Roberto Balbinot and Alessandro Fabbri, in Amplifying the Hawking Signal in BECs, [33] propose simple models of Bose-Einstein condensates to study the analogue effects of pair creation, namely, the Hawking effect of acoustic black holes and the Casimir dynamic effect. The idea is to reproduce in a context of condensed matter some quantum effects predicted by quantum field theory in curved space, including the thermal emission of black holes predicted by Hawking in 1974. [34] The authors of this experiment conclude that they have obtained some results that could be useful in future experimental research.

THe formalism is based on the Lagrangian form which regulates the dynamics of the point particles with mass and charge and the electromagnetic field in a static, spherically symmetrical gravitational field described by the phenomenological gravitational potentials T, H, e. This theory was used to interpret the results of the experimental tests of the strong equivalence principle. [35]

The xg formalism introduced by W.-T. Ni[36] initially offered us a framework for the analysis of electrodynamic physics in a gravitational background field, then expanded to cover other sectors of the standard model.

The Kostelecky formalism, developed by Colladay and Kostelecky, is used to deal with the possibility of spontaneous breakdown of Lorentz symmetry in the context of string theory. [37]

A formalism based on the forms of the equations of motion has the advantage of directly addressing some natural requirements.

Notes

[1] Jeremy Butterfield and Chris Isham, “Spacetime and the Philosophical Challenge of Quantum Gravity,” in Physics Meets Philosophy at the Panck Scale (Cambridge University Press, 2001).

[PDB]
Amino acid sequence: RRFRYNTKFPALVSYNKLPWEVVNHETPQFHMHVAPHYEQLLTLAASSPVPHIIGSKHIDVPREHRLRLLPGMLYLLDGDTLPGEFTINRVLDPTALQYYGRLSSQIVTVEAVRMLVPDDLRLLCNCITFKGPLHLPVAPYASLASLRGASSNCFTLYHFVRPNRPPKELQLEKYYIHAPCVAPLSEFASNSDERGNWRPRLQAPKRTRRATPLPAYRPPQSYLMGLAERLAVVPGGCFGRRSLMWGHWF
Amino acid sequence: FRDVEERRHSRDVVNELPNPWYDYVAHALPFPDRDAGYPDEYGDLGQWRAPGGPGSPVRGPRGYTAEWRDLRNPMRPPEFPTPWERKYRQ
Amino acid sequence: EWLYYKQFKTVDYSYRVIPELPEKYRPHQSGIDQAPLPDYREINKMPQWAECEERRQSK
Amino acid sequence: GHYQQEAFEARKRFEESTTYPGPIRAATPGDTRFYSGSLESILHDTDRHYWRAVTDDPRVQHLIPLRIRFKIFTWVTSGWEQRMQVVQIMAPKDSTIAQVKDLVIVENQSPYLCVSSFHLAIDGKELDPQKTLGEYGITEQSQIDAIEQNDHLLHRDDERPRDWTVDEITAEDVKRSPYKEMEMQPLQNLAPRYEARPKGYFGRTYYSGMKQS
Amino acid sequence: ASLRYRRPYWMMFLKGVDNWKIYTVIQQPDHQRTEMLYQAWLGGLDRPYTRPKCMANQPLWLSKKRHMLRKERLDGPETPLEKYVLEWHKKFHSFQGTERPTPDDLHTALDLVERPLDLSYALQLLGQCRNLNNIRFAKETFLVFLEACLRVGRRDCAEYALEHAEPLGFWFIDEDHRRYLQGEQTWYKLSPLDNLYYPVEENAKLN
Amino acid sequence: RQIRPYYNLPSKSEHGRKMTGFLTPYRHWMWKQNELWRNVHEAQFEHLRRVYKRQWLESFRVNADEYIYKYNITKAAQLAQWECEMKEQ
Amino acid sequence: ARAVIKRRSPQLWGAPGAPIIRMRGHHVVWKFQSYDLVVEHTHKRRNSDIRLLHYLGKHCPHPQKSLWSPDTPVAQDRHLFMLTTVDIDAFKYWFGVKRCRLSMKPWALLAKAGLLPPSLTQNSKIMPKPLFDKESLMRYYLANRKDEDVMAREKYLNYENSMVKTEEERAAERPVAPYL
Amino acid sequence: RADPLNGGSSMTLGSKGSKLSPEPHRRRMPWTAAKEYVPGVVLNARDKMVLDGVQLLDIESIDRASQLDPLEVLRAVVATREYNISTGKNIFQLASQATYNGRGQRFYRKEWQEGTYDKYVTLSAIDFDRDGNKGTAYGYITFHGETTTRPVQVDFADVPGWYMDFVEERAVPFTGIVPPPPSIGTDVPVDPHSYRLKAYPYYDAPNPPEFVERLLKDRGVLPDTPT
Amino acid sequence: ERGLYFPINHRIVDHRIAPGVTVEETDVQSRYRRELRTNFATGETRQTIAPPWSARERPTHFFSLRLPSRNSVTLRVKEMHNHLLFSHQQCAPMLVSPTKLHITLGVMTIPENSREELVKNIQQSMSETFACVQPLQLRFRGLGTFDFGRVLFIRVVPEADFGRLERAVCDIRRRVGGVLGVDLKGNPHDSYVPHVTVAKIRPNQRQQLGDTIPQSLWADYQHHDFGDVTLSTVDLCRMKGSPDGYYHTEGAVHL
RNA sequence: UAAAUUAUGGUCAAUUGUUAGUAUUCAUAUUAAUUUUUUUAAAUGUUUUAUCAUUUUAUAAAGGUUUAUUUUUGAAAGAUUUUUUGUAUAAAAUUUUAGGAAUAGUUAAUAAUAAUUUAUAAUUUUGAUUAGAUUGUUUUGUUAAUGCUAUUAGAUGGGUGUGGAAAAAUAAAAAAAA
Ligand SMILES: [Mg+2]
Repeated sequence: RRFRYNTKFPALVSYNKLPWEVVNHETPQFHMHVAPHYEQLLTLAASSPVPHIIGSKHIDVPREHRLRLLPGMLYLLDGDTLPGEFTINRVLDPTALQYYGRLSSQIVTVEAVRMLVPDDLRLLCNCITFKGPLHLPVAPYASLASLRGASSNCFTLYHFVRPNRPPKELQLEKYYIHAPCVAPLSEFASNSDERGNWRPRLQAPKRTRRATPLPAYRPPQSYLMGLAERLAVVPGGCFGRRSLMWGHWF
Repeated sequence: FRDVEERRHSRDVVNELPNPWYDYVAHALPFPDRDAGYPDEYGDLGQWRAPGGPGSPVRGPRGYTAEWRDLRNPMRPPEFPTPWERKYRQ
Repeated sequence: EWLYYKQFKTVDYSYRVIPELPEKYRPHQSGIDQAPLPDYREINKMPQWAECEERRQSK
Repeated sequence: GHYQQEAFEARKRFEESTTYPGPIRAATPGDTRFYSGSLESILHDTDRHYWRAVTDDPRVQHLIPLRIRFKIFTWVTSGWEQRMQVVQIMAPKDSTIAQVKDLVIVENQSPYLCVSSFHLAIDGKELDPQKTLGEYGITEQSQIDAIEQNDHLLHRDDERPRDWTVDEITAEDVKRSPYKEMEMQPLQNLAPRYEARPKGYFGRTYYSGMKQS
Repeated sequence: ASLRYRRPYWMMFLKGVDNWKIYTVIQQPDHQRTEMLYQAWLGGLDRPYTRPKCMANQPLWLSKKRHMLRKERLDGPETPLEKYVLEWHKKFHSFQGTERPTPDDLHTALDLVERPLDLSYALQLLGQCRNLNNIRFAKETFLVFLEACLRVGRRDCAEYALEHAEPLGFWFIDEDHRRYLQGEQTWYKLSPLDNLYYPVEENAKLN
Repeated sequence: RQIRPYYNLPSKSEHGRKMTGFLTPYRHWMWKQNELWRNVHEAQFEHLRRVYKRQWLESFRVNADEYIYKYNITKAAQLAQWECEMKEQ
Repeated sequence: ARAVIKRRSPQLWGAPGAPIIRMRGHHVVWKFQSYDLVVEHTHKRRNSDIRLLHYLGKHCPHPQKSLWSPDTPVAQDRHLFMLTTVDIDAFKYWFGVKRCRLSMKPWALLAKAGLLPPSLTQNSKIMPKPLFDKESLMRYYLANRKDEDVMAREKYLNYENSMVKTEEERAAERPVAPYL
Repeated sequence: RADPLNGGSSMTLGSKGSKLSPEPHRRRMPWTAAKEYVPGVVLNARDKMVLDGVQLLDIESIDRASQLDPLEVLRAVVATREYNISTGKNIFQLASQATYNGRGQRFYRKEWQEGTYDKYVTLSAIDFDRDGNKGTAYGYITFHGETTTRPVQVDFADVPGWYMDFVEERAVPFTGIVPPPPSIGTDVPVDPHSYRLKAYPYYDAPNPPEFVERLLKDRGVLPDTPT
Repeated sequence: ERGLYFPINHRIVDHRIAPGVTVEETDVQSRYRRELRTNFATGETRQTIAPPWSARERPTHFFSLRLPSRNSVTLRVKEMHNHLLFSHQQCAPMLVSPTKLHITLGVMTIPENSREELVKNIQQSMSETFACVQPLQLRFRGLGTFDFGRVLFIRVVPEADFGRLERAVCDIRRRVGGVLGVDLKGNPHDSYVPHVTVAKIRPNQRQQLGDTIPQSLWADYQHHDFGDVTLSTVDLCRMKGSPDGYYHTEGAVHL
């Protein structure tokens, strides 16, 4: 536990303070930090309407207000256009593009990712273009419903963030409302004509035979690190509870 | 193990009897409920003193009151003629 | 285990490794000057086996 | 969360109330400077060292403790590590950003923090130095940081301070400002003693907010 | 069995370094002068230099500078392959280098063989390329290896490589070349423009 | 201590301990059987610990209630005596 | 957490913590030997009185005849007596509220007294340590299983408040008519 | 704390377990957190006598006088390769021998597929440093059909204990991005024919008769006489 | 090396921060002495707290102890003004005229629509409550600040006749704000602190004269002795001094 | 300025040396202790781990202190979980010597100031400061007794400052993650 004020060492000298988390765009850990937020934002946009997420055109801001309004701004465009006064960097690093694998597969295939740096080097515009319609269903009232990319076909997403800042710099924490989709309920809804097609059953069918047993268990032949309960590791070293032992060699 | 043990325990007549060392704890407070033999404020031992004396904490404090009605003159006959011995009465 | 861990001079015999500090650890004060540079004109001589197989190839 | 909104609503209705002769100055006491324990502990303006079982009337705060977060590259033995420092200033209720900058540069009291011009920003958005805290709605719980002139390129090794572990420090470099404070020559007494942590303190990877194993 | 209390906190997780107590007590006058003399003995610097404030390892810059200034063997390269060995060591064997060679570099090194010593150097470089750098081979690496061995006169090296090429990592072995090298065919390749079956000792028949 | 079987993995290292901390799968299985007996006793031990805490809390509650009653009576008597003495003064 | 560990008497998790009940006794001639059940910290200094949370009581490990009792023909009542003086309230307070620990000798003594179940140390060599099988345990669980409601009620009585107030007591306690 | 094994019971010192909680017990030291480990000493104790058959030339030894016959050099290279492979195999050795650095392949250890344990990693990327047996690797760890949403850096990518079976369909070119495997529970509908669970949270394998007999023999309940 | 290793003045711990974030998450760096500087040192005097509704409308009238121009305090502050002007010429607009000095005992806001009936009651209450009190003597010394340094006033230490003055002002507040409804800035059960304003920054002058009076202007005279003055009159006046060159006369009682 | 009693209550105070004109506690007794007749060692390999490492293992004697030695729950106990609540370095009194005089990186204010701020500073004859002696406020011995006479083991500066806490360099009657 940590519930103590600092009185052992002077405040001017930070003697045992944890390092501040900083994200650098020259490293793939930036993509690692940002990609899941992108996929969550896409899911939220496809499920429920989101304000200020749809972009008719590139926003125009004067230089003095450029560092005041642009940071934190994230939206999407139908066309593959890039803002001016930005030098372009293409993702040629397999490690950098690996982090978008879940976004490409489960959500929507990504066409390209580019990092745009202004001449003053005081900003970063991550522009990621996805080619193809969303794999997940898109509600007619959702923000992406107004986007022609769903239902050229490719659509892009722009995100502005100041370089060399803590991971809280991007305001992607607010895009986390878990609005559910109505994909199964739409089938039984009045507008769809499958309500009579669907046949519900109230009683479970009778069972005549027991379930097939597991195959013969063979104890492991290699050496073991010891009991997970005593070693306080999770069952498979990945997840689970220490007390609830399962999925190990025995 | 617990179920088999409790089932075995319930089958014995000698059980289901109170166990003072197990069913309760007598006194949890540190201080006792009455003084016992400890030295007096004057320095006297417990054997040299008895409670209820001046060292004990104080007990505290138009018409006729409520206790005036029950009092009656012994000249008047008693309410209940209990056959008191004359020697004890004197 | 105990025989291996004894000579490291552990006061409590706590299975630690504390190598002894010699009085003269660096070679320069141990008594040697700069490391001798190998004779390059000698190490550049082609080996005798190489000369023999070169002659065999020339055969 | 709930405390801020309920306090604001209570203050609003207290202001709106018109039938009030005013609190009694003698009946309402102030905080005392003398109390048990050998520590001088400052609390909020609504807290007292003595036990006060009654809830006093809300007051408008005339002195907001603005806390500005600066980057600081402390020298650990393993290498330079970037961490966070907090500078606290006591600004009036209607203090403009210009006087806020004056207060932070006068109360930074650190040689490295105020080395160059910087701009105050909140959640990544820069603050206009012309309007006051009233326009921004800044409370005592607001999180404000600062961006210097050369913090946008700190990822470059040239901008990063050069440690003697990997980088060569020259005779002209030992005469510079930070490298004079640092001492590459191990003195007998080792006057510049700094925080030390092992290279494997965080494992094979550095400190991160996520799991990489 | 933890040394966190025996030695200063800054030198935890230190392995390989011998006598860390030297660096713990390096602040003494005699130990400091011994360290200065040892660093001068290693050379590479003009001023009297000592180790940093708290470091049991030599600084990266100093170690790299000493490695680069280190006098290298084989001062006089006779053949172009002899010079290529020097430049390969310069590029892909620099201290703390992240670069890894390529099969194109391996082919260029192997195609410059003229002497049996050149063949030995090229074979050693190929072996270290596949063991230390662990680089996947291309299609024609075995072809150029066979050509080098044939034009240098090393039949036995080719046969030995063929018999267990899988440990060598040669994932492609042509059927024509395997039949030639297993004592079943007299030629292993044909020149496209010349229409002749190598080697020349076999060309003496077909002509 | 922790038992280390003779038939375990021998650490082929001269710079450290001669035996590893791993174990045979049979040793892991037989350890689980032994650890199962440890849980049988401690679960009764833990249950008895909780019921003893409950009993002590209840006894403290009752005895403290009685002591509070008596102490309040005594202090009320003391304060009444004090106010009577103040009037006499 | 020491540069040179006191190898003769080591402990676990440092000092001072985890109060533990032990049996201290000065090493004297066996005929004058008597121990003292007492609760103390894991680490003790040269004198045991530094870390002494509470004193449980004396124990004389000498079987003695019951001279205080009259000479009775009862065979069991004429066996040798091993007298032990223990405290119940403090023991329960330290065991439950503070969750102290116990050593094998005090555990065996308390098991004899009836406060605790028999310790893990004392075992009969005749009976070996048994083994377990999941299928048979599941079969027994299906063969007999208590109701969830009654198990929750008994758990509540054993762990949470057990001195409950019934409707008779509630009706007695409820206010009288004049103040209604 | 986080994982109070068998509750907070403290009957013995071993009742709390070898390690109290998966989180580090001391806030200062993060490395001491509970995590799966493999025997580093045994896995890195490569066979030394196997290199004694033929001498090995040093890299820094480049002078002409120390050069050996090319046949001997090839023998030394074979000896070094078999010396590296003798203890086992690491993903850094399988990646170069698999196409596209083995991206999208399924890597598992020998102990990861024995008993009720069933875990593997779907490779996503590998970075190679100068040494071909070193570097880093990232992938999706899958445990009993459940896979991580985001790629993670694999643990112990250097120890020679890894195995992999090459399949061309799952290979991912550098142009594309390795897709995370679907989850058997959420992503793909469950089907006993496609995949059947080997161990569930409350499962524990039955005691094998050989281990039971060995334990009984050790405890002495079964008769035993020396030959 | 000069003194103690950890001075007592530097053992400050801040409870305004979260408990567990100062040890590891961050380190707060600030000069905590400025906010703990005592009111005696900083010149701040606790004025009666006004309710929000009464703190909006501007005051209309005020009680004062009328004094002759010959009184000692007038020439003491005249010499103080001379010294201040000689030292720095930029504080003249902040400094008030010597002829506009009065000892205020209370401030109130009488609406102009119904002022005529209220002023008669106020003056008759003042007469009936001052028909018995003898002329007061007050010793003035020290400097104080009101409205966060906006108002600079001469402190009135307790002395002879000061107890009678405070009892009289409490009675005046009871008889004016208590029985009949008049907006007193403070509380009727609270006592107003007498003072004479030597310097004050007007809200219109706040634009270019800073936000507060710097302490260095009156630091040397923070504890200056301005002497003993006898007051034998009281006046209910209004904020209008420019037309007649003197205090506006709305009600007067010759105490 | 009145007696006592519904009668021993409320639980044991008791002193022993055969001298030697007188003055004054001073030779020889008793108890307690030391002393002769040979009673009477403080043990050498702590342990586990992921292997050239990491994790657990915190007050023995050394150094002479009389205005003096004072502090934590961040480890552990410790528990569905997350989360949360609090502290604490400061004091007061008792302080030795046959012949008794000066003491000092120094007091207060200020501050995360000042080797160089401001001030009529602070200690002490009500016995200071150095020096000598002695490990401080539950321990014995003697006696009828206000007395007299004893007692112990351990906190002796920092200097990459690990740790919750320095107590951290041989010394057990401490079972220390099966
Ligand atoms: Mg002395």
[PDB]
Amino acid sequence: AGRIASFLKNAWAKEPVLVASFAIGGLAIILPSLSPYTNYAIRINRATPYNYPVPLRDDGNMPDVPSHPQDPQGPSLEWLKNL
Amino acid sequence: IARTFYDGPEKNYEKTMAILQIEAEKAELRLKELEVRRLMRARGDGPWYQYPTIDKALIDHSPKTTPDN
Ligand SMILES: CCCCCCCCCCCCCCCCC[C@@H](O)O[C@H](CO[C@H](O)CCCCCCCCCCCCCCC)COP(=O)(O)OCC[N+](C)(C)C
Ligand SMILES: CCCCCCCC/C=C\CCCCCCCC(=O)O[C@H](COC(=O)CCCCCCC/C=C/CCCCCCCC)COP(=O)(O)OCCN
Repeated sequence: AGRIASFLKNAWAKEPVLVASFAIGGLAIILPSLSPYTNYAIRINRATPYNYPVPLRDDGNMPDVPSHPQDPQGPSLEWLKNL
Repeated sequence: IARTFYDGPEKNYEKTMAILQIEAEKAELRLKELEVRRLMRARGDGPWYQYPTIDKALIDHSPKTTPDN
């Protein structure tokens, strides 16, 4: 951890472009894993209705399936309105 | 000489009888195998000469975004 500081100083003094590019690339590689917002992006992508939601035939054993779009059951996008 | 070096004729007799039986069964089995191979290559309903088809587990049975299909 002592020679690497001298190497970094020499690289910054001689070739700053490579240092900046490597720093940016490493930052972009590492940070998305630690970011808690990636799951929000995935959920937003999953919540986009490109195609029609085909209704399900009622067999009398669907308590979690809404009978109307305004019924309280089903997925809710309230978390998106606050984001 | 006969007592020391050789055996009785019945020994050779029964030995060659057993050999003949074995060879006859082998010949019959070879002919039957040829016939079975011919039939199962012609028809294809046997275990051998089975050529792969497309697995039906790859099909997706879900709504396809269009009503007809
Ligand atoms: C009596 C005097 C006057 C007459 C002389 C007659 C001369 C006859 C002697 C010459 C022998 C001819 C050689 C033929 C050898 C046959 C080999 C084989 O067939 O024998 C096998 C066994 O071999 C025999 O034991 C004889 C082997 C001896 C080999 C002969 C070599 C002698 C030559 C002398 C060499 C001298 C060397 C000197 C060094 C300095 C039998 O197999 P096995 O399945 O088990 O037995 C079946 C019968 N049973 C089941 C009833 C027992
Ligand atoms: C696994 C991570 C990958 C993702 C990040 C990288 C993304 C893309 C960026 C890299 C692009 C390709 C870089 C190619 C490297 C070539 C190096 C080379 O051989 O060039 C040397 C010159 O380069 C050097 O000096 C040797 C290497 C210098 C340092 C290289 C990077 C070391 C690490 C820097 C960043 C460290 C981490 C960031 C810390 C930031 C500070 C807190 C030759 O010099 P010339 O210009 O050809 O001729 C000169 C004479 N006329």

[2] Bryce S. DeWitt, “Quantum Theory of Gravity. I. The Canonical Theory,” Physical Review 160, no. 5 (August 25, 1967): 160 (5): 1113–1148, https://doi.org/10.1103/PhysRev.160.1113.

[3] Péter Szegedi, “Lakatos On Crucial Experiments And The History Of Interpretations Of Quantum Mechanics,” in Appraising Lakatos: Mathematics, Methodology and the Man, ed. G. Kampis, L. : Kvasz, and M. Stöltzner (Kluwer Academic Publishers, 2002), 1–101.

[4] Imre Lakatos, The Methodology of Scientific Research Programmes: Volume 1: Philosophical Papers (Cambridge University Press, 1980), 33–34.

[5] Lakatos, 51.

[6] H. Zandvoort, Paul Weingartner, and Methology and Philosophy of Science International Congress of Logic, Intrinsic Success and Extrinsic Success of Research Programs, in 7th International Congress of Logic, Methodology and Philosophy of Science: Salzburg, July 11th-16th, 1983 Vol. 4, Vol. 4, (Salzburg: Huttegger, 1983), 289–92.

[7] Szegedi, “Lakatos On Crucial Experiments And The History Of Interpretations Of Quantum Mechanics.”

[8] Lakatos, The Methodology of Scientific Research Programmes, 59–60.

[9] A. Einstein, B. Podolsky, and N. Rosen, “Can Quantum-Mechanical Description of Physical Reality Be Considered Complete?,” Physical Review 47, no. 10 (May 15, 1935): 770–80, https://doi.org/10.1103/PhysRev.47.777.